How to Assign Team Projects to University Students

I recently was contacted by a university professor asking for some success tips in giving team assignments to university students.

When I was a visiting faculty member I experimented to find out what worked best. My students were generally Juniors and Seniors at The University of Texas at Austin.

Here’s what I learned and shared with the fellow who asked.

Conditions for Success

1) I gave students the opportunity to form their own teams. We played some fun relationship-building games and gave them class-time to interview each other so they could get to know one another and gain some insights about what it might be like to work together.

I told them if they did not choose a team, I would assign them to one.

I never had to assign a student to a team. However I was prepared in case I did get to make such an assignment. I would ask the team if they were willing to accept him or her and I would ask the individual if they are willing to accept the team — of course looking for a “yes,” indicating a level of ownership of the decision.

2) The team earns one grade. No individual grades. No individual appeals will be heard. Period. Don’t ask.

This is key (and seldom considered). Why? For two important reasons:

  • The team’s performance comes at least as much from their interactions as from their individual contributions (from Buckminister Fuller’s definition of synergy: wholes unexplained by examining the parts). When teams click (i.e., work well together) no one outside the team is ever in a position to know who contributed what, so it isn’t fair to try to figure out who did or didn’t. When managers and professors intervene with individual grading, we actually create a scarcity condition (where individuals compete for attention) that would not otherwise exist.
  • And, for clarity of focus and attention, I wanted every student to know that the only game available to themselves and others for getting a grade was through the team.

3) The members of a team can choose to distribute the grade evenly or unevenly. That is, they can negotiate for how much effort/reward they each want.

They must turn in a statement signed by all members stating how the grade is to be divided among them. They can turn it in anytime from the initiation of the project to the conclusion. And they can modify it anytime as long as all team members sign the statement. However, I strongly recommend that this decision be the first piece of business they address as a team.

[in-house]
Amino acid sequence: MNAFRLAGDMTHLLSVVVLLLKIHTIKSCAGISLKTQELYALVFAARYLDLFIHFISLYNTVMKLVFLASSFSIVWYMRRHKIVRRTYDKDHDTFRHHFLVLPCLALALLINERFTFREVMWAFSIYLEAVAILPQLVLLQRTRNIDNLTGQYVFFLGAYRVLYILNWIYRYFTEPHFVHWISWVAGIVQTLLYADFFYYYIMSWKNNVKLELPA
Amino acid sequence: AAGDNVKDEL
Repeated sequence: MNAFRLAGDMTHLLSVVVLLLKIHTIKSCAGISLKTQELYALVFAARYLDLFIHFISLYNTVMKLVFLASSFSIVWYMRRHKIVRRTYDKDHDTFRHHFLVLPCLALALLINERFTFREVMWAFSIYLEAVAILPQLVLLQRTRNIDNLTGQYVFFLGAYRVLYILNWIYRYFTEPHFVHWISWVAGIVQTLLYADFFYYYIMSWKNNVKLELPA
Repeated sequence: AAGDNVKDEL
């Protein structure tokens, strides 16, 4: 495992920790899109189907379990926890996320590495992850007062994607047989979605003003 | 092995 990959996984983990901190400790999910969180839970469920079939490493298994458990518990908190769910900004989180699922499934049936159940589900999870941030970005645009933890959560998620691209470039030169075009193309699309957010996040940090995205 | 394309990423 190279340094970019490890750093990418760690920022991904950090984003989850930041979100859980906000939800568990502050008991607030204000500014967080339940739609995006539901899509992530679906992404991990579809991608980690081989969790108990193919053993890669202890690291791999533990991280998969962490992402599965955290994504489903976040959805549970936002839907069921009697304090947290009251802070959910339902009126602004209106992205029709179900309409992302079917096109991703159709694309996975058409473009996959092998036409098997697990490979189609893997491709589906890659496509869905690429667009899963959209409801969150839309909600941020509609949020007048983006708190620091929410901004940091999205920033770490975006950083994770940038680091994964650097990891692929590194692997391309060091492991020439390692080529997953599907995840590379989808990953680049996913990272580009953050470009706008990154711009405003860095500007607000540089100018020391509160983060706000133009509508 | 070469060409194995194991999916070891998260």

Why? Effort versus reward is always the issue in team assignments, right? So why not call it out, drive it forward, have the team negotiate it, and give them a practical means to manage it? Make it visible and transparent.

4) I taught them the framework for individual success in shared responsibility situations (discussed extensively in this site and blog, and in my book and workshop).

Predictable Results

These team projects have been an unqualified success. Most were “A+” projects. The students were thrilled with the experience.

I never had a team choose to distribute the grade unevenly and I never had a team produce a poor result. I have never had an individual student appeal or complain, and received stellar feedback from students in these classes.

Why? I’d like to hear your thoughts about this (leave a comment). Here is one of mine: The conditions for success (and failure) were straight forward, known, clearly put in place, minimized “gaming” the system, and communicated in a way that put maximum freedom, power, and choice in each student’s hands.

In fact, I recently heard from a student in one of these classes that it was the single best class of her college career. Why? Because she learned high-integrity life-long principles for taking responsibility for herself in groups.

Some Final Tips

Always teach the Leadership Gift and it’s application to team building and to leadership.

If you are required to grade on a curve, then that requirement can be treasonous to this framework (see Jerry Harvey’s Learning to Not*Teachchapter in his book How Come Every Time I Get Stabbed In The Back My Fingerprints Are on the Knife? And Other Meditations on Management.) When I was an instructor, I was a visiting faculty and not held to the faculty grading curve policy.

Christopher Avery, PhD, is a recognized authority on how individual and shared responsibility works in the mind and an advisor to leaders worldwide. Build a responsible team (or family) and master your leadership skills with The Leadership Gift Program for Leaders.

Posted in Teamwork on 02/20/2012 01:45 pm
double line